A peculiar people : slave religion and community-culture among the Gullahs (Book, 1988) [WorldCat.org]
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A peculiar people : slave religion and community-culture among the Gullahs

Author: Margaret Washington Creel
Publisher: New York : New York University Press, 1988.
Series: American social experience series, 7.
Edition/Format:   Print book : EnglishView all editions and formats
Summary:
A historical analysis of the Gullahs of South Carolina, and an imaginative and suggestive treatment of slave religion and social cohesion, "A Peculiar People" Slave Religion and Community-Culture Among The Gullahs examines the components that provided the Sea Island slave population with their cultural autonomy and sense of consciousness. The elements of community, religion, and resistance are examined in  Read more...
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Details

Document Type: Book
All Authors / Contributors: Margaret Washington Creel
ISBN: 0814714048 9780814714041 0814714226 9780814714225
OCLC Number: 16680925
Awards: Western Association of Women Historians Frances Richardson Keller-Sierra Prize, 1989.
Description: xv, 417 pages : illustrations, map ; 24 cm.
Contents: AFRICAN BACKGROUND. Gullah roots: ethnic origins and Carolina preferences --
Moslem jihad and ethnic displacement --
The Socioreligious heritage: Upper Guinea culture circles --
Religion and order in traditional society --
EARLY CAROLINA'S RELIGIOUS ENVIRONMENT, 1670-1775. Missionaries and masters: Anglicans --
Baptists and other "dissenters" --
Christianity, bondage, and the Great Awakening: The coming of George Whitefield --
Old ways die slowly --
CHRISTIANITY AND AUTONOMY: A STRUGGLE LIN BLACK AND WHITE. An almost chosen people: Rebels and outlaws; white independence, black liberation --
Slave religion in the postwar Lowcountry --
The price of freedom --
"Religion of the warm heart": Plantation missions and Methodist impact: The movement --
The response --
To make them better slaves: Baptist persuasion, 1830-1861: "Christian" masters --
"Christian" slaves --
THE SOCIORELIGIOUS COMMUNITY" AN AFRICAN-CHRISTIAN SYNTHESIS: Elements of the head and the heart: Gullah interpretations of Christianity --
Folk religion in the slave quarters --
Gullah attitudes toward death and the supernatural --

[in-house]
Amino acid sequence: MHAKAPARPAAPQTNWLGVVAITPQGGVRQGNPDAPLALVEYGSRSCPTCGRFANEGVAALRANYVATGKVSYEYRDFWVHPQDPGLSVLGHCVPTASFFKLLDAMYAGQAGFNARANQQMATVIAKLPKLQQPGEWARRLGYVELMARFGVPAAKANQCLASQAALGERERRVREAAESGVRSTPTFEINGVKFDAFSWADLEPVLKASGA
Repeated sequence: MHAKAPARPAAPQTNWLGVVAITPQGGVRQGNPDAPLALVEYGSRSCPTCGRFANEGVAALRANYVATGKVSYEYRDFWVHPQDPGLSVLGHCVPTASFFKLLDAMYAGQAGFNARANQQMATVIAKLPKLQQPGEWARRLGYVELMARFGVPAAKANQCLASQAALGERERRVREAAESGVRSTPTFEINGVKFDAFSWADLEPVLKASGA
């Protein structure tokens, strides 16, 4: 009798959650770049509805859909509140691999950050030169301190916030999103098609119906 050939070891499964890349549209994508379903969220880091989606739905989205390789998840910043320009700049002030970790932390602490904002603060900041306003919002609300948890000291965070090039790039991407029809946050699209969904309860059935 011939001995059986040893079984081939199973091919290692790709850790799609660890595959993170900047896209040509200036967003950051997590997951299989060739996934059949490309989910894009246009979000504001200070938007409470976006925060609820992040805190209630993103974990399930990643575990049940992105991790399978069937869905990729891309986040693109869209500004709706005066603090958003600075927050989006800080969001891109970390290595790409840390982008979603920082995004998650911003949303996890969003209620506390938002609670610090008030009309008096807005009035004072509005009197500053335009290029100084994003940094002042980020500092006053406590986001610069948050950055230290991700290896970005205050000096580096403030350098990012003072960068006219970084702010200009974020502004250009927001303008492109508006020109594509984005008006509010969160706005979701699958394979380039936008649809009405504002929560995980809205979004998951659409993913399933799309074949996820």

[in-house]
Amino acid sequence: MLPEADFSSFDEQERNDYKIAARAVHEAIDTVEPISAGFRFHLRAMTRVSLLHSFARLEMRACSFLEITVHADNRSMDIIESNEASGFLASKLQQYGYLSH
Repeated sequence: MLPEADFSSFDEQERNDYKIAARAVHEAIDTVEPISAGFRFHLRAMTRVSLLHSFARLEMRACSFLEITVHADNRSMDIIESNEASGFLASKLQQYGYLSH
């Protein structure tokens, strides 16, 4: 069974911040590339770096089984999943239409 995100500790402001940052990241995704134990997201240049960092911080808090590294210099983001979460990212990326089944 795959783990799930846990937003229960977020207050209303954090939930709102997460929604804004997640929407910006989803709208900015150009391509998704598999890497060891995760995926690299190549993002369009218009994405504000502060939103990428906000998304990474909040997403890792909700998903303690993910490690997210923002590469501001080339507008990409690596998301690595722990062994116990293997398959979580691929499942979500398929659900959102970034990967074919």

Appendices: Ethnic origins of Carolina slaves --
Missionary's letter --
Baptist churches --
The Deity --
Gullah folkways --
Illustrations: Gullahs worshiping in Goose Creek Church --
Map of the Sea Island region --
Cultural map of Africa --
Sam Polite, the praise house elder --
Susannah of the Oaks Plantation --
Brick Baptist Church, St. Helena Island, S. C. --
The 54th Massachusetts Colored Regiment --
Gullahs and Sea Island cotton --
The plantation "street" --
Women and children in the evening after "maussa's" task is done --
Gullahs working for themselves --
Laura M. Towne, Dick, Maria, and "seeker" Amoretta, February 1866 --
Gullah decorated grave --
Gullahs and the Carolina Lowcountry.
Series Title: American social experience series, 7.
Responsibility: Margaret Washington Creel.

Abstract:

A historical analysis of the Gullahs of South Carolina, and an imaginative and suggestive treatment of slave religion and social cohesion, "A Peculiar People" Slave Religion and Community-Culture Among The Gullahs examines the components that provided the Sea Island slave population with their cultural autonomy and sense of consciousness. The elements of community, religion, and resistance are examined in relationship to this unique people. Margaret Creel traces three successive importations of slaves into the South Carolina coastal region, addressing each as a distinct period. She argues that the large numbers of slaves imported between 1749 and 1787 came predominantly from Senegambia, the Gold Coast, and Liberia. The majority of the Gullah population came from these areas of West Africa. Combining anthropological and historical studies with observations, reports, manuscripts, and letters relating to the Gullahs, the book creates an original and exceptionally fascinating analysis of Gullah culture in the eighteenth and nineteenth centuries.

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